Matt Charlton creates analogue ash in his digital urn, turning 1,000 CDs into mp3s. Here’s why he’ll never go back.

Revolution evolution What goes around goes away when CDs go digital.
illustration Gillian MacLeod

Jon Boudreau is usually a warm and outgoing guy. Every time I visit the CDPlus location he manages on Barrington we talk for a while about new albums we like and local bands we hate. That all changed a few weeks ago.

As I brought box after brimming box into his store, containing all the CDs I had collected over the past 13 years, I noticed something in his eye: It was the same disappointed look a striking union worker would give a scab as they crossed the picket line. Ian Fraser, also an employee of the store and one of my oldest friends, casually made conversation with co-worker Shawn Duggan to dull the tone in the room. Still, I hung my head in shame as Jon quietly walked out of the store to go to lunch without saying a word.

To back up a bit, I recently sold off my entire CD collection. About 1,000 discs. For the majority of the time I had it, I was a maniacal collector. Not so much the heartwarmingly helpless collector portrayed in High Fidelity, but the more seedy and depressing one of Alan Zweig's Vinyl.

In the past little while, things just seemed different. The Stalin-esque regime of organization I'd upheld in the past began to fail, with CDs spread between a stack in my bedroom, a heap by my computer and random titles at various friend's houses. While I used to get lost staring at the racks holding my collection, now I could barely look in their direction.

Then, one night, I was reading the chapter in Our Band Could Be Your Life on The Replacements. I had been a big Tim fan for a while, but had never got around to the group's other releases. As Michael Azerrad described the album's ragged brilliance, I grew more and more interested in hearing it, until the idea finally hit me—the iTunes Music Store. At first the idea felt similar to the urge to read your girlfriend's diary or visit a pornography site—something that you're just not sure you're 100 percent comfortable with the content of. The more I thought about it though, the more it made sense.

I slowly made my way upstairs, closed the curtains and turned on my monitor. Two minutes later the opening chords of "I Will Dare" were blasting out of my speakers and my plan to sell my CDs had solidified.

During the next few months, most of my spare time was taken up sitting at my computer feeding disc after disc into the hard drive. From Flaming Lips to Drive Like Jehu, from Os Mutantes to Freestyle Fellowship, I loaded them up without remorse, until one came up in the stack—the Beastie Boys' classic Ill Communication. It was the first CD I ever bought.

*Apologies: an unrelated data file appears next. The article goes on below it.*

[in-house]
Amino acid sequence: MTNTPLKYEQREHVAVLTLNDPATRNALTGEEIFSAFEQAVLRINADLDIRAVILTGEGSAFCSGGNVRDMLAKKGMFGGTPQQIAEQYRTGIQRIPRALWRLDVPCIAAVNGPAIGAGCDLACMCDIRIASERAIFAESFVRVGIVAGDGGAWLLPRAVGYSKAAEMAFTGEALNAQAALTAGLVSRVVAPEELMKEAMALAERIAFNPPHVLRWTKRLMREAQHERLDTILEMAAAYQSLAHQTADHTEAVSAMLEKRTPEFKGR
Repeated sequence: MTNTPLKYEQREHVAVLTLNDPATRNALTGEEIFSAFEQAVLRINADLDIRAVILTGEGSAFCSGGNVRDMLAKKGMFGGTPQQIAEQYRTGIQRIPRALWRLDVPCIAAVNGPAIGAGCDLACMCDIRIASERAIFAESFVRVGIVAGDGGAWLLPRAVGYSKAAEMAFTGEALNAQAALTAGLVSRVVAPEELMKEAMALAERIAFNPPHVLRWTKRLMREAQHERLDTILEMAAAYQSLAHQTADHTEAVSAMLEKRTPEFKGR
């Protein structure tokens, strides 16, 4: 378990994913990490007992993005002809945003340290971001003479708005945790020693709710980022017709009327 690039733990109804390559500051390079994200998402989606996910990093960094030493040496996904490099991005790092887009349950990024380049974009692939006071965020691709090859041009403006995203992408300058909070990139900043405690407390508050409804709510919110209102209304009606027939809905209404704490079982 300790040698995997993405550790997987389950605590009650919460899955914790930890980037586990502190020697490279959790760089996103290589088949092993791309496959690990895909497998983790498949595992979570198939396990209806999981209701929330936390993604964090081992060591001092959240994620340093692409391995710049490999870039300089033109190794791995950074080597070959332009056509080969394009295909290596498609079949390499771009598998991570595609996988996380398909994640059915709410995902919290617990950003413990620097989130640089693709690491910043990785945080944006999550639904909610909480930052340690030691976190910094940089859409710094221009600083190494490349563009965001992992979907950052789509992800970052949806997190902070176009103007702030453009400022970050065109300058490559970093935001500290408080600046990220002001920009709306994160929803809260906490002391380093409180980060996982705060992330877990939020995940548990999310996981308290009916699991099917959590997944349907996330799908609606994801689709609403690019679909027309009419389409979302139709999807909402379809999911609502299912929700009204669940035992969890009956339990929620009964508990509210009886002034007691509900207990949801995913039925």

I spent a few minutes thumbing through the booklet I'd stared at so intently as a 14-year-old. From the bizarre cover to Grand Royal's logo, the whole thing had seemed to hold so much mystique when I bought it from Costco in 1994. Could digital music ever offer the same thing?

I thought about the albums I'd bought online since making my decision. Did they seem less substantial because I could never hold them in my hand? I realized that you can talk about the long tail theory or the death of the CD all you want, the fact is I don't listen to CDs anymore. Maybe digital files don't hold the same aura as an actual unit, but that doesn't make much difference under two years of dust.

The next week I organized a party for some of my friends to come over and look through my collection before I dropped them off at CDPlus. One by one they showed up and picked through them with a frenzied energy I recognized well. It was a similar feeling to watching your ex-girlfriend get hit on for the first time since you broke up with her. Afterwards, I brought the remaining titles down to meet Jon's accusing stare.

A few weeks later, Jon and I bumped into each other at a bar. Walking up to me with a smile he said, "I just wanted to let you know that your CDs are spread out all over the city now." It was the first time the finality of what I had done kicked in, but it didn't trigger any Michael Bluth-esque moments of "I've made a terrible mistake." Just the happy realization that I could still go home and listen to any of them. And that I'll always have my vinyl collection.

The next day I went down to CDPlus and talked to Jon about new albums we like and local bands we hate.

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